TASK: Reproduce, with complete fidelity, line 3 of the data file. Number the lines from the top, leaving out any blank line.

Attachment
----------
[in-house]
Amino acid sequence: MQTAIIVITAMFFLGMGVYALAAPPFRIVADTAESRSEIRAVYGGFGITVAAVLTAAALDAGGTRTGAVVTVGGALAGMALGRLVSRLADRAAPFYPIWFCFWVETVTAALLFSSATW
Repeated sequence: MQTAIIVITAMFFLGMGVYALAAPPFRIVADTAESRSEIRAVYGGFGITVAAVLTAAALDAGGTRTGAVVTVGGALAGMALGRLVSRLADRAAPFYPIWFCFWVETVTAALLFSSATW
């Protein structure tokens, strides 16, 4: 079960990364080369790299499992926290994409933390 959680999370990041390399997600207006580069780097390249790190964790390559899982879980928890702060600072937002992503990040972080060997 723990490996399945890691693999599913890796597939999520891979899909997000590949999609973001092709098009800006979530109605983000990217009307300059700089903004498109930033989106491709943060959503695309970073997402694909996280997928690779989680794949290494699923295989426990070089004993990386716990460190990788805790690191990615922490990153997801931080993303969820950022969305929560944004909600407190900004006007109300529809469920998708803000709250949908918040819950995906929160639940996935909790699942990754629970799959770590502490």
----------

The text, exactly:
Repeated sequence: MQTAIIVITAMFFLGMGVYALAAPPFRIVADTAESRSEIRAVYGGFGITVAAVLTAAALDAGGTRTGAVVTVGGALAGMALGRLVSRLADRAAPFYPIWFCFWVETVTAALLFSSATW